Also, many other commenters thought the sun was entering a period of dormancy. Not according to the NOAA. "With solar activity expected to peak around 2013, the Sun is entering a particularly active period and big flares like the recent one will likely be common during the next few years."
Yesterday's solar flare rated a X6.9 on the GOES scale used to rate solar flare intensity.
"This image was captured by NASA's Solar Dynamics Observatory (SDO) in extreme ultraviolet light at 131 Angstroms. Photo credit: NASA/AP"
Extensive long-term disruption of power grids, and telecommunications could wreak havoc on our nations 104 nuclear plants, which now only have procedures to generate on-site power to cool reactor cores and spent-fuel pond cool for 72 hours. This alarming situation needs immediate attention, as we have seen in Fukushima what the consequences of meltdowns can be.
The NOAA predicts four extreme solar flares capable of causing these kinds of consequences will be released in earth's direction in the next 10 years!
Moreover, a nuclear plant without grid power is a recipe for disaster, as it will potentially go through a process of meltdown. It is also observed that the part of the country predicted to be affected by the solar storms host considerable number of reactors.
Once the spent fuel rod pools at the country's 104 nuclear power plants lose their connection to the power grid, the pools could boil over, exposing the hot, zirconium-clad rods and sparking fires that would release deadly radiation.
The article goes on to point out that the back-up batteries, and generators designed to keep nuclear plants cooling systems going during blackout, are only designed and supplied for 72 hours, not years of being off-grid.
Holy smokes, folks,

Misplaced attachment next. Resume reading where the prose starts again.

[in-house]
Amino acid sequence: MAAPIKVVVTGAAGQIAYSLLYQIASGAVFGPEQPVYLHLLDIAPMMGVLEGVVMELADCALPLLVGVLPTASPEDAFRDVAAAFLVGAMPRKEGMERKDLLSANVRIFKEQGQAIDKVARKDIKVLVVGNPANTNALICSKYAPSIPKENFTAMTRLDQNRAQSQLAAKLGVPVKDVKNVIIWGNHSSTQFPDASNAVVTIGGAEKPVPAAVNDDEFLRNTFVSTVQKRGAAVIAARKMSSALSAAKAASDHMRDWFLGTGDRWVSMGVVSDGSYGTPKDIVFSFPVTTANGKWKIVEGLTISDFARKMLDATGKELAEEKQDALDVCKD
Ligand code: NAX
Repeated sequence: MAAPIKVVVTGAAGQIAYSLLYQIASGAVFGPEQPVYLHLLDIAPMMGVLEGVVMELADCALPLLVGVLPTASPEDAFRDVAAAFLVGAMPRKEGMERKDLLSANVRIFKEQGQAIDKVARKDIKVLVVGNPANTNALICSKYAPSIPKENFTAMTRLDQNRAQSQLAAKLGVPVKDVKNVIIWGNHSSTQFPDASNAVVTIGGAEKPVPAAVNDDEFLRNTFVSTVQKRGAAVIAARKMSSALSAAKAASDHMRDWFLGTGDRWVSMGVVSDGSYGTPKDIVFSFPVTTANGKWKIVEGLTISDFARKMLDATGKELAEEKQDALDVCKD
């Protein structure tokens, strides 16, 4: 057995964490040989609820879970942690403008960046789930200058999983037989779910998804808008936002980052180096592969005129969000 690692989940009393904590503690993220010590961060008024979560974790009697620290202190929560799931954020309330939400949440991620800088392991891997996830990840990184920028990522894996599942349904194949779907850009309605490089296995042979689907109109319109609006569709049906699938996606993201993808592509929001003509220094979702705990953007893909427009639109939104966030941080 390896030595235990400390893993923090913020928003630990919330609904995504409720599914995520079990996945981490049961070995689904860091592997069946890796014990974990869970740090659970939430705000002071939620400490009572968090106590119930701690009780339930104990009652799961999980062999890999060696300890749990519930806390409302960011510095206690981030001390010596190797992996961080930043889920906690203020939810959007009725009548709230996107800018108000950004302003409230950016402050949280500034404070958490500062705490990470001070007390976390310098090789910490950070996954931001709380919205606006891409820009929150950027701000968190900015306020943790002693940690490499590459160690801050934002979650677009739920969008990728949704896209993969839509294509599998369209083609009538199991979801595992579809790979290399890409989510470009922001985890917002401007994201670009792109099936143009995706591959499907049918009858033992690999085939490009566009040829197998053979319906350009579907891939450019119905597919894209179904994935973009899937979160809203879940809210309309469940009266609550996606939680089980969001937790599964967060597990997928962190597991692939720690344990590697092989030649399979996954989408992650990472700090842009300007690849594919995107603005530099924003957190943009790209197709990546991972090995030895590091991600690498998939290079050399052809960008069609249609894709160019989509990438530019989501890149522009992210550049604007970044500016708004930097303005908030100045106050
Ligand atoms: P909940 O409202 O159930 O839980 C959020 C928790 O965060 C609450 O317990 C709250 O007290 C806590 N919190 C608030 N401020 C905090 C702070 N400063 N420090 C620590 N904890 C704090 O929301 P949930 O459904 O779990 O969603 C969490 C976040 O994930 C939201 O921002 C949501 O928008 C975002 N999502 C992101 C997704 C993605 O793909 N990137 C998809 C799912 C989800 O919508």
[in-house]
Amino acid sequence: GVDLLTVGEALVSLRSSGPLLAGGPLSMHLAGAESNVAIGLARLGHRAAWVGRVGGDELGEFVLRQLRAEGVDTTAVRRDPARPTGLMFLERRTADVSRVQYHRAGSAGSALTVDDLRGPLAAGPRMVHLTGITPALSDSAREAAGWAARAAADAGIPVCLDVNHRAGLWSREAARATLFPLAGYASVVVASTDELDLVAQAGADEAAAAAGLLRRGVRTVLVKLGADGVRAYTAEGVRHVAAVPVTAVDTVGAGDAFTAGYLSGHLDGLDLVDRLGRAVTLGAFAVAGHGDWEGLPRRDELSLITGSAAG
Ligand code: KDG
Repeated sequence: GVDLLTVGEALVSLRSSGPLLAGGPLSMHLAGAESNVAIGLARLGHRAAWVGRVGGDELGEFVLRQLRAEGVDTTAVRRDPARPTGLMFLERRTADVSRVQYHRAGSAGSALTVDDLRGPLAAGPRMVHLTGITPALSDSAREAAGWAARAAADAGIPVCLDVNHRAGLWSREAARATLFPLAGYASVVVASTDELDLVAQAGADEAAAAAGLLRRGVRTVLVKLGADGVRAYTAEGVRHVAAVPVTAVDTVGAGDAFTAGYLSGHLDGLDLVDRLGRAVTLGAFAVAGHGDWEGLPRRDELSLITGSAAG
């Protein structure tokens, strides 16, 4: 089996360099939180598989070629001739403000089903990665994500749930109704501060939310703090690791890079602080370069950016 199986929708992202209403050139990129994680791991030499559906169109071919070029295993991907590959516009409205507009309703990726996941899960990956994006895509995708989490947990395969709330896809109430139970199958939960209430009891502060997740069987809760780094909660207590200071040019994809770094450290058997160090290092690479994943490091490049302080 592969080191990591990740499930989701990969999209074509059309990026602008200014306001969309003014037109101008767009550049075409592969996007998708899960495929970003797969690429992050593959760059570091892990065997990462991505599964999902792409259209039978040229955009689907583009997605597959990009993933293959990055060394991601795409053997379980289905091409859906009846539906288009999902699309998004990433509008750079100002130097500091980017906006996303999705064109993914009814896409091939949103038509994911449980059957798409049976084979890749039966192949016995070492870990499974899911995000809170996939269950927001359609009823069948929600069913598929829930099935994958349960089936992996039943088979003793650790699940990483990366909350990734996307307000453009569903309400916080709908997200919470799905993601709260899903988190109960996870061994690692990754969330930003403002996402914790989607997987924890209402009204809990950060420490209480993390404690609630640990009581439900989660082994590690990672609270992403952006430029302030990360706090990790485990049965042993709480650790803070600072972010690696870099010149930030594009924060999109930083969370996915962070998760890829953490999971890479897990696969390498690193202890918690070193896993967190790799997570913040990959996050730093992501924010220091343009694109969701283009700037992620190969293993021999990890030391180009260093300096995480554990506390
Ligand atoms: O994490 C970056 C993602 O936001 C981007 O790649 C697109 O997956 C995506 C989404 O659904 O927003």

I'm not making this stuff up.
This is not the plot of a new TV Sci-Fi horror film, this is the National Oceanic and Atmospheric Association.
We are lucky to have this heads up, before any such events occur. We need to hear from the NRC immediately, what their view and state of preparation for such scenarios is at the moment.
We do need to take these longer-term threats more seriously.
And, prepare better responses for such worst-case scenarios.
I will write more about this tomorrow as I have more time to do more research, and assimilate this new data.
Wed Aug 10, 2011 at 11:31 PM PT: Mrsgoo provides us with this link confirming the estimate of a potential global blackout for more than a year.
Historical CMEs in Comparison
On 13 March 1989, a CME knocked out power to the entire Canadian province of Quebec for nine hours. Back on 1-2 September 1859, a “Solar Superstorm” caused the failure of telegraph systems all across Europe and North America. Auroras were reportedly seen as far south as Hawaii and the Caribbean! The world today is way more dependent on electricity than back in 1859. An event similar to 1859 occurring today could create a major setback to the high-tech countries and could result in a global blackout that could last up to a year. This recent flare was rated a Class X2, which is on the low end of the X scale and will not fall into a “worst-case scenario”. The latest from NASA indicates that the bulk of the CME is going to pass just behind us, putting Earth on the edge. Earth is a very small target in space. We will certainly have to keep monitoring our Sun for future solar storms as we approach the solar maximum over the next several years.
1:08 PM PT: Hi Folks. Sorry for the delay in responding to comments, My SO appears to have developed a blood clot in her leg as a complication of her knee replacement surgery this last weekend.
So, I've been taking care of her and we're now at the hospitcal getting medical imaging.
I really appreciate the over 300 comments and will respond to each and every question, but I'll have to wait until I get back, as I can only be on this computer a few minutes.
Thanks so much for you interest in this subject.
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